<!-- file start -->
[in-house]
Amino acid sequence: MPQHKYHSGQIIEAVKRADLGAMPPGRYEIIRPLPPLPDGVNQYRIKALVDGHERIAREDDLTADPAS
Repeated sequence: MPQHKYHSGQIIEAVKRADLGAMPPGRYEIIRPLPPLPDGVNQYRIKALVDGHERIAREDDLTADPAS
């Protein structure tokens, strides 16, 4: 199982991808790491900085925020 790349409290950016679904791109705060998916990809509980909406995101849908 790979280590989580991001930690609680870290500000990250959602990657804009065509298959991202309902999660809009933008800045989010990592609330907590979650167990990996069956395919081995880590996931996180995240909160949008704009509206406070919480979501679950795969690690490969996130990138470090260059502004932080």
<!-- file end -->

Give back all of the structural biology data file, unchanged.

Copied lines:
[in-house]
Amino acid sequence: MPQHKYHSGQIIEAVKRADLGAMPPGRYEIIRPLPPLPDGVNQYRIKALVDGHERIAREDDLTADPAS
Repeated sequence: MPQHKYHSGQIIEAVKRADLGAMPPGRYEIIRPLPPLPDGVNQYRIKALVDGHERIAREDDLTADPAS
């Protein structure tokens, strides 16, 4: 199982991808790491900085925020 790349409290950016679904791109705060998916990809509980909406995101849908 790979280590989580991001930690609680870290500000990250959602990657804009065509298959991202309902999660809009933008800045989010990592609330907590979650167990990996069956395919081995880590996931996180995240909160949008704009509206406070919480979501679950795969690690490969996130990138470090260059502004932080």